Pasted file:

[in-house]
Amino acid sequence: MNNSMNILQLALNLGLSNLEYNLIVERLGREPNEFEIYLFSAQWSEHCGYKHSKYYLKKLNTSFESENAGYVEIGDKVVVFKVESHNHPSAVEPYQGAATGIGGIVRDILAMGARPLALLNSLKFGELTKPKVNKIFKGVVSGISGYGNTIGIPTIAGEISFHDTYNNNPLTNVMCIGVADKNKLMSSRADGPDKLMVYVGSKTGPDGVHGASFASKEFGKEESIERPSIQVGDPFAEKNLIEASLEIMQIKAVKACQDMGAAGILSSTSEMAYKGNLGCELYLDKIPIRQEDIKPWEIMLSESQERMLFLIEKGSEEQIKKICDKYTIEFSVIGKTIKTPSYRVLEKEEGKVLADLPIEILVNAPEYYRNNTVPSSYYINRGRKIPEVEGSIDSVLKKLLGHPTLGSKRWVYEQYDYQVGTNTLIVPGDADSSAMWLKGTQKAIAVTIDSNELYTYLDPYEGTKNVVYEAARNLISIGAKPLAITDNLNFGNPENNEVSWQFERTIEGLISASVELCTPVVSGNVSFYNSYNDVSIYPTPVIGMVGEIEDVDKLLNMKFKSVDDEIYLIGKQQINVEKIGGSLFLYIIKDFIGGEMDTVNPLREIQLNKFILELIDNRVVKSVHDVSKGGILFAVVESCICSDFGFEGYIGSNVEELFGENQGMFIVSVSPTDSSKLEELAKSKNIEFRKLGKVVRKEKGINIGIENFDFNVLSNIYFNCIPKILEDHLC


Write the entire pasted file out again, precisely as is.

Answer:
[in-house]
Amino acid sequence: MNNSMNILQLALNLGLSNLEYNLIVERLGREPNEFEIYLFSAQWSEHCGYKHSKYYLKKLNTSFESENAGYVEIGDKVVVFKVESHNHPSAVEPYQGAATGIGGIVRDILAMGARPLALLNSLKFGELTKPKVNKIFKGVVSGISGYGNTIGIPTIAGEISFHDTYNNNPLTNVMCIGVADKNKLMSSRADGPDKLMVYVGSKTGPDGVHGASFASKEFGKEESIERPSIQVGDPFAEKNLIEASLEIMQIKAVKACQDMGAAGILSSTSEMAYKGNLGCELYLDKIPIRQEDIKPWEIMLSESQERMLFLIEKGSEEQIKKICDKYTIEFSVIGKTIKTPSYRVLEKEEGKVLADLPIEILVNAPEYYRNNTVPSSYYINRGRKIPEVEGSIDSVLKKLLGHPTLGSKRWVYEQYDYQVGTNTLIVPGDADSSAMWLKGTQKAIAVTIDSNELYTYLDPYEGTKNVVYEAARNLISIGAKPLAITDNLNFGNPENNEVSWQFERTIEGLISASVELCTPVVSGNVSFYNSYNDVSIYPTPVIGMVGEIEDVDKLLNMKFKSVDDEIYLIGKQQINVEKIGGSLFLYIIKDFIGGEMDTVNPLREIQLNKFILELIDNRVVKSVHDVSKGGILFAVVESCICSDFGFEGYIGSNVEELFGENQGMFIVSVSPTDSSKLEELAKSKNIEFRKLGKVVRKEKGINIGIENFDFNVLSNIYFNCIPKILEDHLC